The Impact of Methamphetamine on Genital Herpes Disease Pathogenesis and Host Immune Responses to Herpes Simplex Virus Type 2 in Mouse and Guinea Pig Models


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Use of the stimulant methamphetamine (METH) is increasingly common, with over 35 million users worldwide. There is a known association between stimulant use and an increased incidence of HIV and other sexually transmitted infections (STI). Although behavioral disinhibition is an important component of this association, there is increasing evidence that METH use can alter immune responses, suggesting that it may have direct biological effects. However, the extent of these effects on disease pathogenesis and the mechanisms by which the alterations occur, have not yet been fully elucidated. The purpose of the studies in this dissertation was to investigate the impact of METH use on disease using an STI pathogen of public health importance, Herpes Simplex Virus type 2 (HSV-2), the primary cause of genital herpes worldwide. The central hypothesis of this dissertation is that METH alters the innate and adaptive immune response, increasing susceptibility to infection and altering genital herpes disease. In these studies a well characterized murine model of HSV-2 infection was used to determine the impact of METH use on host immune responses, susceptibility to infection, and pathogenesis of disease. Additionally, a well characterized guinea pig model of HSV-2 infection was employed to determine the impact of METH on parameters that cannot be measured in the mouse model including severity of primary genital disease, frequency of recurrent lesions, and viral shedding during latency. STI infections are more prevalent in females and stimulants such as METH have different effects in male and female users. Consequently the majority of the studies are in female animals. We were able to show that METH accelerates disease pathogenesis in both the mouse and guinea pig models. Further, using the mouse we found that METH treatment causes cytokine dysregulation at the site of infection. We were also able to show that there is a significantly reduced number in IFNγ secreting CD4+ T cells in the genital tract of METH-treated mice compared to controls. This result may be associated with an increase in regulatory T cells in the vagina. Using the guinea pig we were able to show that METH-treatment increased that amount of virus shed at the vagina as well as the frequency of recurrences. The results obtained from these studies provide important new information about the interaction between drugs of abuse and infectious disease, an area which has been little studied but which is of significant clinical relevance. The findings may contribute to the treatment of at risk populations and importantly may be of broader relevance to other important diseases such as HIV.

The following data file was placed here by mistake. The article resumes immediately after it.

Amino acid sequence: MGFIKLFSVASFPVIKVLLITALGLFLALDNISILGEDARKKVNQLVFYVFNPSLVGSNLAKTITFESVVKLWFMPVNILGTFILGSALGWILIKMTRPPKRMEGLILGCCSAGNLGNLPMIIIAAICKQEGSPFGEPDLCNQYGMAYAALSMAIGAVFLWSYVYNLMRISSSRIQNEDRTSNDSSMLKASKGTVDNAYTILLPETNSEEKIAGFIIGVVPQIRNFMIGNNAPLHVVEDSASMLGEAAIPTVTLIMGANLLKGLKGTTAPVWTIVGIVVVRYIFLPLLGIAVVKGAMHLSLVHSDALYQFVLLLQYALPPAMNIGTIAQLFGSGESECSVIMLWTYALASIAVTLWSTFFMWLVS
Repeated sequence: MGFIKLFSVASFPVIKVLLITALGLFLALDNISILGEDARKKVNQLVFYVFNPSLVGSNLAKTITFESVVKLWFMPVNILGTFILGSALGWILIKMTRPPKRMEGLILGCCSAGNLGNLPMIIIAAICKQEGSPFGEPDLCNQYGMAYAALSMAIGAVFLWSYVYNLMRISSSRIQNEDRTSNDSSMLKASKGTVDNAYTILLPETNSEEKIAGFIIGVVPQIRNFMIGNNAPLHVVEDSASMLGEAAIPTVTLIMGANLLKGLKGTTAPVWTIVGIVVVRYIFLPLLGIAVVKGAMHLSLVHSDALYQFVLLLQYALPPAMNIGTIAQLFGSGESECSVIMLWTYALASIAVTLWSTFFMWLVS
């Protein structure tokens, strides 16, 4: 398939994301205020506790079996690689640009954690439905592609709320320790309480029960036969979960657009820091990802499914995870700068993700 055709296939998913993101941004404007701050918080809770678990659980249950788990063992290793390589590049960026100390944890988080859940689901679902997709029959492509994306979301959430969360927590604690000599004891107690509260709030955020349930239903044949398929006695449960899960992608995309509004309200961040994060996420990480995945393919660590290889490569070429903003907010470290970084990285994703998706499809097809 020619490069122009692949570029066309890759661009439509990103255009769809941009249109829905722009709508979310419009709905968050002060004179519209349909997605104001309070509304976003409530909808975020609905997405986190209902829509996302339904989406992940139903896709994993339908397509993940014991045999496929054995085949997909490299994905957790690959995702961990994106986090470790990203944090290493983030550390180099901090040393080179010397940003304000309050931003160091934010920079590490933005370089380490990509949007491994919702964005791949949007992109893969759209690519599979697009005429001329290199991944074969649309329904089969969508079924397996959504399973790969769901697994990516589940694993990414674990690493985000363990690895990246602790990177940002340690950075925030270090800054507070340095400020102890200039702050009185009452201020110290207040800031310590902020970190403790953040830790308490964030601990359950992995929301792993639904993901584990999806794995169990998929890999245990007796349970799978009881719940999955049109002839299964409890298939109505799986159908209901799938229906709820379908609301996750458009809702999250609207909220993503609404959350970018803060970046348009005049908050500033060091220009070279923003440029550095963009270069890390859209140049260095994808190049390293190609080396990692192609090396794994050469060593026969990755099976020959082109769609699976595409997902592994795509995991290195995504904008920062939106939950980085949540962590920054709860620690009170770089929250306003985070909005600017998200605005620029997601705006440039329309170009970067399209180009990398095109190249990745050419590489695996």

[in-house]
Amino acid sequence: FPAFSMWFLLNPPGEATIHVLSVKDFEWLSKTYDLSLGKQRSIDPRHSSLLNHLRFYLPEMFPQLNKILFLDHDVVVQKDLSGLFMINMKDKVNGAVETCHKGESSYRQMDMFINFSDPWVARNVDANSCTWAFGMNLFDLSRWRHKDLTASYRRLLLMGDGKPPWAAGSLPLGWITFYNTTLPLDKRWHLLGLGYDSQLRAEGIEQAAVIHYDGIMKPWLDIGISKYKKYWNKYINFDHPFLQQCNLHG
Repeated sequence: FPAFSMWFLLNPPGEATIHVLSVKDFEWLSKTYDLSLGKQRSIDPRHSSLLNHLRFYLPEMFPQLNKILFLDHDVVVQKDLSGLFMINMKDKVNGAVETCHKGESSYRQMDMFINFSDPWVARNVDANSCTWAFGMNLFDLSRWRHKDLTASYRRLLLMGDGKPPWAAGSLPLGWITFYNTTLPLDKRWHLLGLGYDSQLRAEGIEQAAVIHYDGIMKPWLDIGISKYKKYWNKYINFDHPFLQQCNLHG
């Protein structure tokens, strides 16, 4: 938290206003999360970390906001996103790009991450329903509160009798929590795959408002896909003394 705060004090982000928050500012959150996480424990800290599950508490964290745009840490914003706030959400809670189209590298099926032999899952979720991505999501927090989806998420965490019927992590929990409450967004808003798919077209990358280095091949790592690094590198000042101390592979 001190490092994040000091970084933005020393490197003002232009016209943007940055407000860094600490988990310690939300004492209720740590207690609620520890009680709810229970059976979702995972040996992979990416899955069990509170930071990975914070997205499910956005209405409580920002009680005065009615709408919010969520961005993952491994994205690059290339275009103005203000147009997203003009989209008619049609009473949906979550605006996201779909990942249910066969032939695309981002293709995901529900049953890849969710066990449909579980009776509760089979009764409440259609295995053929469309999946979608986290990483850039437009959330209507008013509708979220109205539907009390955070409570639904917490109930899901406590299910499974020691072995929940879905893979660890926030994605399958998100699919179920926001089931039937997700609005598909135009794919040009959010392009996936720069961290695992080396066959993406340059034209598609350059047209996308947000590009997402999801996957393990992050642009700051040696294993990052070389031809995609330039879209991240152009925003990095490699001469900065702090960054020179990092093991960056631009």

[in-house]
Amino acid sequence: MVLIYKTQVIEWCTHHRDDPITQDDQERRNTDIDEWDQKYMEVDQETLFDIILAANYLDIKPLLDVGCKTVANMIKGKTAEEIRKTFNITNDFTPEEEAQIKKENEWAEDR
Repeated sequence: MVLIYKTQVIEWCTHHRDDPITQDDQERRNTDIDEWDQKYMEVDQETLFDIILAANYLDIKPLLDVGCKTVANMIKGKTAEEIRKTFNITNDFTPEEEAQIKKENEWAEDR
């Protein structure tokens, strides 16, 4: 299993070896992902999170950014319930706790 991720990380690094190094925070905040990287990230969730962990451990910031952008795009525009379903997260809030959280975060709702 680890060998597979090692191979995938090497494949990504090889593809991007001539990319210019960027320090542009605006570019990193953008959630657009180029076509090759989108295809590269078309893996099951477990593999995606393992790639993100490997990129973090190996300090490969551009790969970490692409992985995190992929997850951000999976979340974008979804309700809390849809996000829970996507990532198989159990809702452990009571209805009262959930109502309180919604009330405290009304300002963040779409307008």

Herpes Simplex Virus Type 2, methamphetamine, guinea pig, mouse, genital herpes